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Ever felt like an imposter?

In 1978 Psychologists Pauline Clance and Suzanne Imes conducted a study exploring the idea that high-achieving individuals in the business world considered themselves to be ‘imposters’ in their working lives. Despite all the evidence pointing to the contrary, these employees still secretly believed they weren’t worthy of the posts that they held.

The truth is this mindset isn’t just in the business world, it’s in the church. Many leaders struggle with imposter syndrome. That feeling of not being good enough or experienced enough, not being the ‘right’ age or having the right background… the list we use against ourselves is endless.

We recently conducted a poll via our Instagram account and 96 percent of you said you had experienced that feeling of being an imposter in a role:

Maya Angelou herself once wrote “Each time I write a book, every time I face that yellow pad, the challenge is so great. I have written eleven books, but each time I think, ‘Uh oh, they’re going to find out now. I’ve run a game on everybody and they’re going to find me out.”

Maya Angelou was one of the best writers of the 20th century. People would walk up to her to tell her that Caged Bird changed their life. By her mid-forties, everyone knew she was one of the greats - yet she struggled with imposter syndrome!

What does imposter syndrome feel like?

“Imposter syndrome is a constant feeling that you're going to be found out,” explains Lisa Akesson. She says “Essentially, you feel like a fraud, even if you are actively delivering your best work. So imposter syndrome is often about the mismatch between how we see ourselves, and what we are actually delivering.”

Have you personally ever felt like that? That feeling of not being good enough to have a seat at the decision making table. That sense that you will get “found out” for not having the right skill sets or accumin, despite actually having both! This feeling is often at its highest when we are in new positions or spaces, when we are promoted or asked to speak in unfamiliar places. In our poll 86% of the leaders who took part said they questioned their worth to be in a role either now or in the past!

We must remind ourselves that it is God who opens doors and God who calls and appoints. We must wrestle with what we “believe” and what is true (and these can often be poles apart to those feeling the weight of imposter syndrome).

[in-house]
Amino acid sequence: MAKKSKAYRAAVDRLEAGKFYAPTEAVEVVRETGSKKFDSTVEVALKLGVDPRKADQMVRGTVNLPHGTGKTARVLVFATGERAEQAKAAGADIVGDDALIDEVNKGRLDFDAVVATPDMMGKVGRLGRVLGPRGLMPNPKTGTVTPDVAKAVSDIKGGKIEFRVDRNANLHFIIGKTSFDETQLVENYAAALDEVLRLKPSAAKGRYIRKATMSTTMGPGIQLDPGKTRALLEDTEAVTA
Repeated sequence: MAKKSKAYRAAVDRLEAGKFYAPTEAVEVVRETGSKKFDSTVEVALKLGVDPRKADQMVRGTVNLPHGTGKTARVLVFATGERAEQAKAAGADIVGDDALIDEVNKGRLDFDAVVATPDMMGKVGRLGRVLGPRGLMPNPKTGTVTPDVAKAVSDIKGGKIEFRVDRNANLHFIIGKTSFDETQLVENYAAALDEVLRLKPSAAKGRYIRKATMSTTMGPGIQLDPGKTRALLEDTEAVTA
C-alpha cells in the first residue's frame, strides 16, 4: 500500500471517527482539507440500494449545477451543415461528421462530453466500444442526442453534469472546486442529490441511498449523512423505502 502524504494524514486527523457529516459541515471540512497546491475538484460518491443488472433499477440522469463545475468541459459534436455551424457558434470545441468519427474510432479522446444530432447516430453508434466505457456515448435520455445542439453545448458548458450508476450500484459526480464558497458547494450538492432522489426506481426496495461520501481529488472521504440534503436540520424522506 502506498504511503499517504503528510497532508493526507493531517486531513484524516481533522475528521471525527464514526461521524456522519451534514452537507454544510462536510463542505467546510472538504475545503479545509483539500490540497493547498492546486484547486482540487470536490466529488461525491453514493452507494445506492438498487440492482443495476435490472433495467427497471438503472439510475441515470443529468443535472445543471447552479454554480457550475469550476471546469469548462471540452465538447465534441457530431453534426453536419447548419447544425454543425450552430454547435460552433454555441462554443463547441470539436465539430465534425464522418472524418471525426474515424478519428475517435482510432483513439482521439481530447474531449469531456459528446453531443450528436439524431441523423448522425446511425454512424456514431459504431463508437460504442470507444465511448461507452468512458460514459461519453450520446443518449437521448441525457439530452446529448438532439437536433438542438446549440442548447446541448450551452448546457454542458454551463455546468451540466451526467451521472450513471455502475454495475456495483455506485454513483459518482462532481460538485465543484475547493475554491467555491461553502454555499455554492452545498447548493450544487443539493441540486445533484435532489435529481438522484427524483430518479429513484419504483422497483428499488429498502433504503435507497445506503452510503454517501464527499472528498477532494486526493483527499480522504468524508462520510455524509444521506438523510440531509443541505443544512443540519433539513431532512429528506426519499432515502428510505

The first step is identifying that you feel like an “imposter” and then bringing that to God.

Elizabeth Perry writes “We all experience feelings of self-doubt from time to time, whether we're starting a new job, taking a test, or playing a sport. That's perfectly normal. Self-doubt is a lack of confidence regarding yourself and your abilities. It’s a mindset that holds you back from succeeding and believing in yourself. Humility is a healthy character trait to have, but if it's at your own expense, it's no longer beneficial.

William Shakespeare once said, “Our doubts are traitors, and make us lose the good we oft might win, by fearing to attempt.” Basically, that means doubt makes us quit”.

What does the Bible say?

The Bible describes you as God’s masterpiece (Ephesians 2:10), it clearly states you are made in God’s image (Genesis 1:27), you are loved, called, justified and given a clean start. His grace is sufficient and His power is made perfect in weakness (2 Corinthians 12:9). Yours. Mine. We all have doubts but we also have strengths, gifts, abilities and unique personalities. You are a gift to your church and your community.

Lisa Akesson tackles impostor syndrome a lot, she firmly believes : “you need to label it. We all have self-doubt; it’s an unconscious emotional programming that affects our behaviour and choices. But if these beliefs start to limit you, you can address it by calling out your doubts and reframing them to empower you.”

Once we have identified it you now have to actively tackle it. You have to intentionally learn to focus your mind on what is true and not allow fear and insecurity to shout louder. What good things have you achieved recently? What do you contribute to the team that is unique to you? Think about positive feedback and things in your life you are proud of.

It takes time to replace the negative thoughts but it’s worth the time. Replace the thought, replace the mindset. Romans 12:2 is a brilliant scripture to focus on (see below):

Fight for one another!

Sometimes we can see imposter syndrome in others. In those we lead or those on teams with us. We need to help one another to conquer unhealthy, unhelpful mindsets that will limit instead of release. Let’s be women who spur one another on.

In our church we have a “2 positives” rule, for every negative thing said about yourself you must identify two positives (out loud). This gets you into the habit of noticing how often you ARE negative about yourself or your contribution to the team, AND secondly creates a new habit of choosing to highlight the good about yourself instead. We not only do this in ourselves but when we hear others putting themselves down we call “two positives”!!!

Verbally expressing what’s good about yourself reminds our heart, mind and soul that God doesn’t make any rubbish!!! It takes time to dismantle imposter syndrome but by helping one another, it is possible!

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